And let's do it from a traditionally Jewish point of view (which is the only legitimate way to do it).
This means the following:
- Hashem sends us signs to prod us in the right direction.
- Judaism acknowledges & faces paradox head-on.
But black-and-white thinking can be remedied by studying Jewish sources, pondering them, and freeing your mind to reach its higher potential, a potential that has been limited by living in Edomite society.
Hanging out with good frum Jews and listening to classes by good frum Jews can also help a lot with expanding a constricted mind.
It’s not your fault if you started out that way, born into that society, but each person has a responsibility to at least start freeing his or her mind at some point.
(Not to mention, a freer mind makes for a happier mind.)
Even one little step at a time, even going at a snail's pace, can accomplish an astonishing amount over time.
Needless to say, I’m not an expert on suffering or all that Chazal has to say. (A talmid chacham is an expert in all this.)
So we're going to address this topic from a much more basic perspective.
And I, too, used to self-righteously splutter stuff like: “But how can AIDS be an onesh for mishkav zachur & pritzus when some babies and hemophiliacs have died of AIDS too?!”—and think I was being oh-so clever and morally superior.
I wasn't being clever; I was being simple-minded. And my self-righteous secularism was definitely NOT morally superior.
Millennia before any of us were born, Judaism already addressed the issue of the innocent getting caught up in the punishment of those who continuously transgress.
So let's take a look at how to attempt to understand Hashem's Messages...
Combing through the Signs
(NOTE: These can also be reasons for any kind of suffering.)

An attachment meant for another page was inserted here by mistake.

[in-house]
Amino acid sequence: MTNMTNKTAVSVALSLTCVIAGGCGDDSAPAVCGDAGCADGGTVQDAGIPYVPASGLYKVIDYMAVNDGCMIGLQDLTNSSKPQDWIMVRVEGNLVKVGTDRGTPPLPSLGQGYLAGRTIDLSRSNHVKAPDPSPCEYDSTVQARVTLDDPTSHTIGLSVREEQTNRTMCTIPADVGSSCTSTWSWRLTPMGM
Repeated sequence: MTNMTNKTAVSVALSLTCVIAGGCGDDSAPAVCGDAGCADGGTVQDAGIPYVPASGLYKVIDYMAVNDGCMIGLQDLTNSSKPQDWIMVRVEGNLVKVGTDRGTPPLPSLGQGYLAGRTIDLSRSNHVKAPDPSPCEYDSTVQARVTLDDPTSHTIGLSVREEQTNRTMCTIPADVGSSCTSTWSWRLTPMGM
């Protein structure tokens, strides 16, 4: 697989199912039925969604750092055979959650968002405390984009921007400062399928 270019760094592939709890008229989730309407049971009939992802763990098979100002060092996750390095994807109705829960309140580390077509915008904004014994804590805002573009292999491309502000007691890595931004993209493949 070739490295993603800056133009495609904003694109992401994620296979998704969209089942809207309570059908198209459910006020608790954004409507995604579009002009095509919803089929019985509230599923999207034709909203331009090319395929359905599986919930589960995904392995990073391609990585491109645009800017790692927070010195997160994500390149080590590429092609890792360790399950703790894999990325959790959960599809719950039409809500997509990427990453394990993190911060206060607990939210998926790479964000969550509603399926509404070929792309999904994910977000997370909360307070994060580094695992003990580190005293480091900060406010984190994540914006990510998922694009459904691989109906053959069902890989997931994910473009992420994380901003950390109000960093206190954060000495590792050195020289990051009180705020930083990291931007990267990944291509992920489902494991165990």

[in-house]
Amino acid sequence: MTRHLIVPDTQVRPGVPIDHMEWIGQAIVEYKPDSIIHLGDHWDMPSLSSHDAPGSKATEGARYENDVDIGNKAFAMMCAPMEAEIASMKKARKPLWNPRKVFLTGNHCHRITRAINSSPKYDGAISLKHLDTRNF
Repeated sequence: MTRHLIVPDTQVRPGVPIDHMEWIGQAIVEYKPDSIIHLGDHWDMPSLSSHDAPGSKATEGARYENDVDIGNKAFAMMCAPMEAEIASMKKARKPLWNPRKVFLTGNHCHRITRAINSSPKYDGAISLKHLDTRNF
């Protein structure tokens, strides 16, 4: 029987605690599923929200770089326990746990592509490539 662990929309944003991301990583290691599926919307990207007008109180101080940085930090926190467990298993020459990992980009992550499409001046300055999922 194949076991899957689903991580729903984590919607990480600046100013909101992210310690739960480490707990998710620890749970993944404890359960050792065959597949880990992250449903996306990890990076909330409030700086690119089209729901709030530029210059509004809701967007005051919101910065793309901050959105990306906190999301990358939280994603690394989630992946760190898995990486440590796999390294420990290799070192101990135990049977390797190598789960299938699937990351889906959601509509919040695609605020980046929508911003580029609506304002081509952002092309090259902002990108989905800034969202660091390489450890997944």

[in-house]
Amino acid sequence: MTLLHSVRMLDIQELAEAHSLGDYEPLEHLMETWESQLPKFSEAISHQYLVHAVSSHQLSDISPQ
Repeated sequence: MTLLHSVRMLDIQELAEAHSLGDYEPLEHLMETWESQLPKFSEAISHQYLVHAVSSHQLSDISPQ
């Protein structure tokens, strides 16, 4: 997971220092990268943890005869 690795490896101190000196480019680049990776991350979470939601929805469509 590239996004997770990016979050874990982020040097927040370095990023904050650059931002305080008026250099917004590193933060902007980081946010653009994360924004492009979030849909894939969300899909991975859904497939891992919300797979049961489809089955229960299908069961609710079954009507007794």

- The person has lived out his or her pre-destined amount of years.
- The person is relatively sin-free, and therefore his or her death (or suffering) is an atonement for the Jewish people. (In other words, Hashem takes this one person, rather than 1000 other people.) This kind of death is often reserved for either an unusually good adult or for an innocent child or baby, and should motivate the rest of to do teshuvah so that the innocent need not suffer.
- The person has completed his or her tikkun (soul rectification), often connected to stuff they didn’t rectify in a previous incarnation.
- The person is a bad person (i.e., death as a punishment).
- The person has not been living life “right” (according to Hashem’s definition) and needs a certain type of death as an atonement in order to avoid Gehinnom. (This often means a martyr’s death, al Kiddush Hashem, a death doing something heroic for the Jewish people, etc.)
- The person is going to end up doing some bad things later on, so Hashem takes him or her out of the world so that person won’t die a sinner and so that the person will inherit a good portion in the Next World rather than burn or be totally cut off. (This is a preventative death.)
- In a mass situation (like a plague), there’s the concept that “the destroyer” has been given permission to cut down the good people along with the bad. (Usually, however, the good people are also dying for reasons stated above AND unfathomable reasons. Hashem is always Just. We just pray for Him to be Merciful too.)
- Other reasons I’m not remembering right now.
But to repeat: All of this is a vast oversimplification of the topic.
The calculations of Hashem are far beyond human understanding, as Hashem Himself explained to Moshe Rabbeinu when asked about seeming unfairness in life.
Yet paradoxically, Hashem expects us to both accept His Judgments AND examine things according to our understanding (by using the Guide—Torah—He gifted us) in order to learn from loss and other painful events in order to take lessons for our own self-improvement.
That's right. It's NOT to finger-point or to luxuriate in our feelings of fake self-righteousness, but to self-introspect and thus self-improve.
So, for example, as you can surmise, a person might die due to a combination of the above factors, not just one factor.